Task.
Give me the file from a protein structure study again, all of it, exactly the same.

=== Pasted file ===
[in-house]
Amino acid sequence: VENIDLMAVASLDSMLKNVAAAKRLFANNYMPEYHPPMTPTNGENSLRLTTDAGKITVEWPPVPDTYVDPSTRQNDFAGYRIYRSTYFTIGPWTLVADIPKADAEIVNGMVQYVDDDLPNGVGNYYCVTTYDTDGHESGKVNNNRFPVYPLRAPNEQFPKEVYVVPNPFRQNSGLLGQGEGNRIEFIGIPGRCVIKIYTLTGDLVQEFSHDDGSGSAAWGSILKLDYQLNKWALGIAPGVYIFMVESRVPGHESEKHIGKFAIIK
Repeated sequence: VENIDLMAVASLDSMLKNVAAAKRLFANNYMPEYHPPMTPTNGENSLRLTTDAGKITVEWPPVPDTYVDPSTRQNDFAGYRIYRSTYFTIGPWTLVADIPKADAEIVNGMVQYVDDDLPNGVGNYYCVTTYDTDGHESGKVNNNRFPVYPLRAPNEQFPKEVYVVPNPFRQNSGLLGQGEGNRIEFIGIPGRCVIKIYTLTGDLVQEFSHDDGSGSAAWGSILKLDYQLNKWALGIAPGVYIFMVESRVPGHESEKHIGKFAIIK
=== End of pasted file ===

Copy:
[in-house]
Amino acid sequence: VENIDLMAVASLDSMLKNVAAAKRLFANNYMPEYHPPMTPTNGENSLRLTTDAGKITVEWPPVPDTYVDPSTRQNDFAGYRIYRSTYFTIGPWTLVADIPKADAEIVNGMVQYVDDDLPNGVGNYYCVTTYDTDGHESGKVNNNRFPVYPLRAPNEQFPKEVYVVPNPFRQNSGLLGQGEGNRIEFIGIPGRCVIKIYTLTGDLVQEFSHDDGSGSAAWGSILKLDYQLNKWALGIAPGVYIFMVESRVPGHESEKHIGKFAIIK
Repeated sequence: VENIDLMAVASLDSMLKNVAAAKRLFANNYMPEYHPPMTPTNGENSLRLTTDAGKITVEWPPVPDTYVDPSTRQNDFAGYRIYRSTYFTIGPWTLVADIPKADAEIVNGMVQYVDDDLPNGVGNYYCVTTYDTDGHESGKVNNNRFPVYPLRAPNEQFPKEVYVVPNPFRQNSGLLGQGEGNRIEFIGIPGRCVIKIYTLTGDLVQEFSHDDGSGSAAWGSILKLDYQLNKWALGIAPGVYIFMVESRVPGHESEKHIGKFAIIK